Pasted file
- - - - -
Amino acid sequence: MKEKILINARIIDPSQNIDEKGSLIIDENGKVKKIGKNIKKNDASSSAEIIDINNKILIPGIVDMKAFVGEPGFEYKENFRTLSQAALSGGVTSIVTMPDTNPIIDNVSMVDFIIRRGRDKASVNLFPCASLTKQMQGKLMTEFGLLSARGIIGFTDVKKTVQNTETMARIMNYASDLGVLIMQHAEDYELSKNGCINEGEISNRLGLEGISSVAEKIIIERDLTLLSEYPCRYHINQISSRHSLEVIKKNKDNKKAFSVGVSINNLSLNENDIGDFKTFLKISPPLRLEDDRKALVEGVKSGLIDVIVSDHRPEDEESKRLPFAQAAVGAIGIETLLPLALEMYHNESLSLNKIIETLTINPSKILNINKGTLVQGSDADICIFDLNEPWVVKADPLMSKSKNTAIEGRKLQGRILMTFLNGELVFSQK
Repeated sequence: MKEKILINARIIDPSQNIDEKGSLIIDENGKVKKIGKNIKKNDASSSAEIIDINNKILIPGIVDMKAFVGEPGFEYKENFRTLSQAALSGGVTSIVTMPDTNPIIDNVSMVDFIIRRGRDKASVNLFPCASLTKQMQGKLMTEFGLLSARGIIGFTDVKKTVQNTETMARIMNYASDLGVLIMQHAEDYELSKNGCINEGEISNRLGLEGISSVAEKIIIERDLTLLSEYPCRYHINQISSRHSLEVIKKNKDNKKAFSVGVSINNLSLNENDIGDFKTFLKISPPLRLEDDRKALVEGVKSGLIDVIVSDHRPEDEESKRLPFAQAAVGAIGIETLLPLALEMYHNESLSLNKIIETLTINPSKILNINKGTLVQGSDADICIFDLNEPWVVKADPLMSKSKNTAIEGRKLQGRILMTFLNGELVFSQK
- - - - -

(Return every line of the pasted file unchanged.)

Amino acid sequence: MKEKILINARIIDPSQNIDEKGSLIIDENGKVKKIGKNIKKNDASSSAEIIDINNKILIPGIVDMKAFVGEPGFEYKENFRTLSQAALSGGVTSIVTMPDTNPIIDNVSMVDFIIRRGRDKASVNLFPCASLTKQMQGKLMTEFGLLSARGIIGFTDVKKTVQNTETMARIMNYASDLGVLIMQHAEDYELSKNGCINEGEISNRLGLEGISSVAEKIIIERDLTLLSEYPCRYHINQISSRHSLEVIKKNKDNKKAFSVGVSINNLSLNENDIGDFKTFLKISPPLRLEDDRKALVEGVKSGLIDVIVSDHRPEDEESKRLPFAQAAVGAIGIETLLPLALEMYHNESLSLNKIIETLTINPSKILNINKGTLVQGSDADICIFDLNEPWVVKADPLMSKSKNTAIEGRKLQGRILMTFLNGELVFSQK
Repeated sequence: MKEKILINARIIDPSQNIDEKGSLIIDENGKVKKIGKNIKKNDASSSAEIIDINNKILIPGIVDMKAFVGEPGFEYKENFRTLSQAALSGGVTSIVTMPDTNPIIDNVSMVDFIIRRGRDKASVNLFPCASLTKQMQGKLMTEFGLLSARGIIGFTDVKKTVQNTETMARIMNYASDLGVLIMQHAEDYELSKNGCINEGEISNRLGLEGISSVAEKIIIERDLTLLSEYPCRYHINQISSRHSLEVIKKNKDNKKAFSVGVSINNLSLNENDIGDFKTFLKISPPLRLEDDRKALVEGVKSGLIDVIVSDHRPEDEESKRLPFAQAAVGAIGIETLLPLALEMYHNESLSLNKIIETLTINPSKILNINKGTLVQGSDADICIFDLNEPWVVKADPLMSKSKNTAIEGRKLQGRILMTFLNGELVFSQK